Strangely though, for figures that can’t bend their legs, LEGO didn’t introduce a scooter into their motor collection until 2014 in Mia’s Lemonade Stand (set 41027) with the light Aqua colour and in the Parisian Restaurant (set 10243) in a more standard red. This style of bike is very chic and not unlike the longer look of a Lambretta. With the clip-on LEGO handlebar piece, it meant that this design could become the de facto standard for pizza delivery riders all over the LEGO City!
Back in the 1950’s and 1960’s Mods (on their scooters) and Rockers (on their motorbikes) would meet at transport cafes and coffee houses. One such transport cafe in London was the Ace Café; it has stood there since 1938 and today it holds regular car, bike and music shows as well as organises ride outs to a few British seaside towns. I mention this because when I saw the custom scooter made by BrickForge I had to order one, customise the colour a little, put the Ace Café stickers onto it and take it with me to one of the ride outs. I also decided that my LEGO figure would also require a fishtail parka jacket to complete the look!
Of course, as the motorbike is a machine it is little surprise that the Technic theme has also featured motorcycles. These in the main have been V-twin styled bikes, with chain drive to the back wheel. I guess they could have made them shaft drive, but this would not have looked nearly as mechanical or open as a chain drive. These bikes needed the stand when they were being displayed! My research identified that LEGO has produced 14 Technic motorbikes to date, such as the Dirt Bike (set 8291) above.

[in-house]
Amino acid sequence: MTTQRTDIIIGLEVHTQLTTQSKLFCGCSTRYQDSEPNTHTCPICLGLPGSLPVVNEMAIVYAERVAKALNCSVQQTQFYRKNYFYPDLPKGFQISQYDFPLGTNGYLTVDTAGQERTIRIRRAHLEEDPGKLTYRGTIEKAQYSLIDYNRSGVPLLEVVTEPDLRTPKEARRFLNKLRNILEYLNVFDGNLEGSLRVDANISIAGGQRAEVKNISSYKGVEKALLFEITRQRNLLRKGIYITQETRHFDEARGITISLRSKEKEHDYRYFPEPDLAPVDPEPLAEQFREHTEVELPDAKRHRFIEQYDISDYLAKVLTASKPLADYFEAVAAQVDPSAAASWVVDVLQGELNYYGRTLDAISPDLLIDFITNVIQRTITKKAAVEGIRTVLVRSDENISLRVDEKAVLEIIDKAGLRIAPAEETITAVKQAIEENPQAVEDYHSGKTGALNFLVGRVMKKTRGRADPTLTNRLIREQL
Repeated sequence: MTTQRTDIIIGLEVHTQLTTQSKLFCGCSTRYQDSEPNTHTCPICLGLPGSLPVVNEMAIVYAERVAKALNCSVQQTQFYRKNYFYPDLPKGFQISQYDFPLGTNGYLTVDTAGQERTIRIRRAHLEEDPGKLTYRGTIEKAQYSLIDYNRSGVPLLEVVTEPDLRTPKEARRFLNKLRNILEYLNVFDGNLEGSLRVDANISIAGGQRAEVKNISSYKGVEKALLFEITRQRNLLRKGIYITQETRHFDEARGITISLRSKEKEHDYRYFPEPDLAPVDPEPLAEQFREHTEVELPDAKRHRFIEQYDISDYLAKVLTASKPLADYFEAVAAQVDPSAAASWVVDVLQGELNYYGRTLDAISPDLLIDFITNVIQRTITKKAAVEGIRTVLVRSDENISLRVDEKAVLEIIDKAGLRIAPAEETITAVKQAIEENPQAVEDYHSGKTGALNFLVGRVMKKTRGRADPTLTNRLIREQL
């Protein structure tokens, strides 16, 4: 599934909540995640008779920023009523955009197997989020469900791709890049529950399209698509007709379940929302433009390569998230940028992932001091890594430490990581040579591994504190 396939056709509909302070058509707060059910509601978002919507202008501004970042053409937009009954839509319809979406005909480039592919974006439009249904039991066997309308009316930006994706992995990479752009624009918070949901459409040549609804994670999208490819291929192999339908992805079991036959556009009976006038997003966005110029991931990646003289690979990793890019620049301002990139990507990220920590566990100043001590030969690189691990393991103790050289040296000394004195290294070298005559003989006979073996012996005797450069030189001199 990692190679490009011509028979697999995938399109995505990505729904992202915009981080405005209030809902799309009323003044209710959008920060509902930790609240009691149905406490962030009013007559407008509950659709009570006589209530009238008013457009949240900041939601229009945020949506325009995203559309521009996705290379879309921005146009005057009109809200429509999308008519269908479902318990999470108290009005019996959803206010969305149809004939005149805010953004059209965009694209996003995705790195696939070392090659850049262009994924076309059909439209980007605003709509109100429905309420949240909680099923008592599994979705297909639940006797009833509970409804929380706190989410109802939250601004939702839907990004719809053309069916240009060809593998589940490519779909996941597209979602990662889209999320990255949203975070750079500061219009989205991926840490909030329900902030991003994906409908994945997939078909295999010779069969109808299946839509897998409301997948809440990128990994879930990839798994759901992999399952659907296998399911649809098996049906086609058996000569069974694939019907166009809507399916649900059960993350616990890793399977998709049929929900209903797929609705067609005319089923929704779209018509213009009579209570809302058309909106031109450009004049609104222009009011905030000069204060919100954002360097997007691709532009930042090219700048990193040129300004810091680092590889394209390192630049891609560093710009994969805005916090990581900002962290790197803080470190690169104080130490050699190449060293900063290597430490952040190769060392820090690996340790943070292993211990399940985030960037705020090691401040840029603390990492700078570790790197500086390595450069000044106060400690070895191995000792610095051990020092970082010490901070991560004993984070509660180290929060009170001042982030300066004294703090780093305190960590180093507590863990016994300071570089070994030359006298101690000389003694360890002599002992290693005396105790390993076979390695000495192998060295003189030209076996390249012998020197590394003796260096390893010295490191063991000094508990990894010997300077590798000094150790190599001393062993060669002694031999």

Other sets and themes
As I wrote this article, I started to think about the other themes that LEGO have and if they had motorcycles in them. Putting aside anything with more than two wheels, such as the Trike models which featured in Ninjago and the upcoming Overwatch set, plus the quad bikes for the City Police, it seemed that only Fabuland and DUPLO also featured motorcycles!
Both have quite wide flat tyres enabling them to stand easily; something which was a challenge with the Friends scooter, which I solved by using a partly lowered stand. Additionally, they look wonderful!
Start your engines!
The use of motorcycles as part of the LEGO sets is limited. I suspect that is due to the simple fact that with only two wheels they don’t really stand well without some form of support and you can’t just push them along the ground!
But as someone who has ridden both scooters and motorcycles, I love the fact that LEGO had made them. I haven’t started building the Harley yet; I want to find the time when I can build it slowly and savour the construction. I’ve seen the articles and the comments and yes, it probably could look a lot better with chrome parts (I know my real bike does!); however I also understand the risks that come from creating these specific parts.
As the saying goes “four wheels move the body; two wheels move the soul”. As it’s raining outside, I think I’ll take my little LEGO bikes for a ride rather than get raindrops on my helmet visor…